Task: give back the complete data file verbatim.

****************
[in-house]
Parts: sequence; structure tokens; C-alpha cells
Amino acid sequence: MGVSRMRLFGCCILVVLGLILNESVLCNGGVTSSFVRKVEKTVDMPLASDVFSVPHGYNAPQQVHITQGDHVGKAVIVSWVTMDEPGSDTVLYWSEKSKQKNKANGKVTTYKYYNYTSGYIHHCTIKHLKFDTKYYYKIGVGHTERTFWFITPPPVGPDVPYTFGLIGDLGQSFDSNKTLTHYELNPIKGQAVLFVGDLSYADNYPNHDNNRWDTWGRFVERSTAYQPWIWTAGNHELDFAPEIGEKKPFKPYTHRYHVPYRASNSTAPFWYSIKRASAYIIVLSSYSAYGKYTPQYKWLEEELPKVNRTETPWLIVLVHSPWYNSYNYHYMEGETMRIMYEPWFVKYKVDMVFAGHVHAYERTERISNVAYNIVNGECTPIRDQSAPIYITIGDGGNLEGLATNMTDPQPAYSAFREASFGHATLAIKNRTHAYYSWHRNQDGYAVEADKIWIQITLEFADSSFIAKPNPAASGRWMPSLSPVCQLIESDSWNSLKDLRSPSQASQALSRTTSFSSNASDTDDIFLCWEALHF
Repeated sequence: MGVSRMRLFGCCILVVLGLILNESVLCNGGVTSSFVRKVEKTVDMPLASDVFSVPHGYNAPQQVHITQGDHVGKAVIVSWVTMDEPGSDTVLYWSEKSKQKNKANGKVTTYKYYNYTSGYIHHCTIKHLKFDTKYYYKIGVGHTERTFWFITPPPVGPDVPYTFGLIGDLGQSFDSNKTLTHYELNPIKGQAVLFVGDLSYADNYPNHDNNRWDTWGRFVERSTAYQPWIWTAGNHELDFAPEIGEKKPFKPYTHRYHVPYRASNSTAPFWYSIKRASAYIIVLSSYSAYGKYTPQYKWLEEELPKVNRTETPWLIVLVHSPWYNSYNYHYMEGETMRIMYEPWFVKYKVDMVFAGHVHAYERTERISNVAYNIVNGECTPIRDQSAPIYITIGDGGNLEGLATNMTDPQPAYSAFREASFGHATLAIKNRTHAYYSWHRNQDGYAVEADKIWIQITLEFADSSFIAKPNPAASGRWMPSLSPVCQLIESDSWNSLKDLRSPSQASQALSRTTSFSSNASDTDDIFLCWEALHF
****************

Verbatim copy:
[in-house]
Parts: sequence; structure tokens; C-alpha cells
Amino acid sequence: MGVSRMRLFGCCILVVLGLILNESVLCNGGVTSSFVRKVEKTVDMPLASDVFSVPHGYNAPQQVHITQGDHVGKAVIVSWVTMDEPGSDTVLYWSEKSKQKNKANGKVTTYKYYNYTSGYIHHCTIKHLKFDTKYYYKIGVGHTERTFWFITPPPVGPDVPYTFGLIGDLGQSFDSNKTLTHYELNPIKGQAVLFVGDLSYADNYPNHDNNRWDTWGRFVERSTAYQPWIWTAGNHELDFAPEIGEKKPFKPYTHRYHVPYRASNSTAPFWYSIKRASAYIIVLSSYSAYGKYTPQYKWLEEELPKVNRTETPWLIVLVHSPWYNSYNYHYMEGETMRIMYEPWFVKYKVDMVFAGHVHAYERTERISNVAYNIVNGECTPIRDQSAPIYITIGDGGNLEGLATNMTDPQPAYSAFREASFGHATLAIKNRTHAYYSWHRNQDGYAVEADKIWIQITLEFADSSFIAKPNPAASGRWMPSLSPVCQLIESDSWNSLKDLRSPSQASQALSRTTSFSSNASDTDDIFLCWEALHF
Repeated sequence: MGVSRMRLFGCCILVVLGLILNESVLCNGGVTSSFVRKVEKTVDMPLASDVFSVPHGYNAPQQVHITQGDHVGKAVIVSWVTMDEPGSDTVLYWSEKSKQKNKANGKVTTYKYYNYTSGYIHHCTIKHLKFDTKYYYKIGVGHTERTFWFITPPPVGPDVPYTFGLIGDLGQSFDSNKTLTHYELNPIKGQAVLFVGDLSYADNYPNHDNNRWDTWGRFVERSTAYQPWIWTAGNHELDFAPEIGEKKPFKPYTHRYHVPYRASNSTAPFWYSIKRASAYIIVLSSYSAYGKYTPQYKWLEEELPKVNRTETPWLIVLVHSPWYNSYNYHYMEGETMRIMYEPWFVKYKVDMVFAGHVHAYERTERISNVAYNIVNGECTPIRDQSAPIYITIGDGGNLEGLATNMTDPQPAYSAFREASFGHATLAIKNRTHAYYSWHRNQDGYAVEADKIWIQITLEFADSSFIAKPNPAASGRWMPSLSPVCQLIESDSWNSLKDLRSPSQASQALSRTTSFSSNASDTDDIFLCWEALHF